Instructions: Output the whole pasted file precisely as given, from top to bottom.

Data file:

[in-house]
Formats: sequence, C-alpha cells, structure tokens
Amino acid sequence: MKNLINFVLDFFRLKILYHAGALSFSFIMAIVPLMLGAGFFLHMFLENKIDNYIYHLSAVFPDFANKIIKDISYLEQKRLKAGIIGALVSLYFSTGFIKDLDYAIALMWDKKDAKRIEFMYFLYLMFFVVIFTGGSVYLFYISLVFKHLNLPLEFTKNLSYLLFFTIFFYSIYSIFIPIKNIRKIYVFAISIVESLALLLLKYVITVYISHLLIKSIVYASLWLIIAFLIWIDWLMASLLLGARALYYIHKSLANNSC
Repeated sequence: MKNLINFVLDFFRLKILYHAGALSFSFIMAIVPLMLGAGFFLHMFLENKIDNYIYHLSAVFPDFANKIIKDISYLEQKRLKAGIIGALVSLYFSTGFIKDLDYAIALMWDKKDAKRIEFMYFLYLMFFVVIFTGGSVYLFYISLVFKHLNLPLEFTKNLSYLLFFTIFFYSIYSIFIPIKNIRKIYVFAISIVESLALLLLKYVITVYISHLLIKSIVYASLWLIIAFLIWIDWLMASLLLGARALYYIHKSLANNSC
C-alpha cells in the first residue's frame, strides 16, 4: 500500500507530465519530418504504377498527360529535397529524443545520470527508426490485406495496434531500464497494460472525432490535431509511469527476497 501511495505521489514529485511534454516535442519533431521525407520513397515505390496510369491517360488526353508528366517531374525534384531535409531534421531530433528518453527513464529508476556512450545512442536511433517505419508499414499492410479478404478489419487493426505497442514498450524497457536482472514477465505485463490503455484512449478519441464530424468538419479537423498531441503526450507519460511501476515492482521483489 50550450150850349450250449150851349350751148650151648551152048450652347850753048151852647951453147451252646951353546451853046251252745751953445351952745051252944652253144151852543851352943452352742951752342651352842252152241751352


[in-house]
Formats: sequence, C-alpha cells, structure tokens
Amino acid sequence: MKNLINFVLDFFRLKILYHAGALSFSFIMAIVPLMLGAGFFLHMFLENKIDNYIYHLSAVFPDFANKIIKDISYLEQKRLKAGIIGALVSLYFSTGFIKDLDYAIALMWDKKDAKRIEFMYFLYLMFFVVIFTGGSVYLFYISLVFKHLNLPLEFTKNLSYLLFFTIFFYSIYSIFIPIKNIRKIYVFAISIVESLALLLLKYVITVYISHLLIKSIVYASLWLIIAFLIWIDWLMASLLLGARALYYIHKSLANNSC
Repeated sequence: MKNLINFVLDFFRLKILYHAGALSFSFIMAIVPLMLGAGFFLHMFLENKIDNYIYHLSAVFPDFANKIIKDISYLEQKRLKAGIIGALVSLYFSTGFIKDLDYAIALMWDKKDAKRIEFMYFLYLMFFVVIFTGGSVYLFYISLVFKHLNLPLEFTKNLSYLLFFTIFFYSIYSIFIPIKNIRKIYVFAISIVESLALLLLKYVITVYISHLLIKSIVYASLWLIIAFLIWIDWLMASLLLGARALYYIHKSLANNSC
C-alpha cells in the first residue's frame, strides 16, 4: 500500500507530465519530418504504377498527360529535397529524443545520470527508426490485406495496434531500464497494460472525432490535431509511469527476497 501511495505521489514529485511534454516535442519533431521525407520513397515505390496510369491517360488526353508528366517531374525534384531535409531534421531530433528518453527513464529508476556512450545512442536511433517505419508499414499492410479478404478489419487493426505497442514498450524497457536482472514477465505485463490503455484512449478519441464530424468538419479537423498531441503526450507519460511501476515492482521483489 50550450150850349450250449150851349350751148650151648551152048450652347850753048151852647951453147451252646951353546451853046251252745751953445351952745051252944652253144151852543851352943452352742951752342651352842252152241751352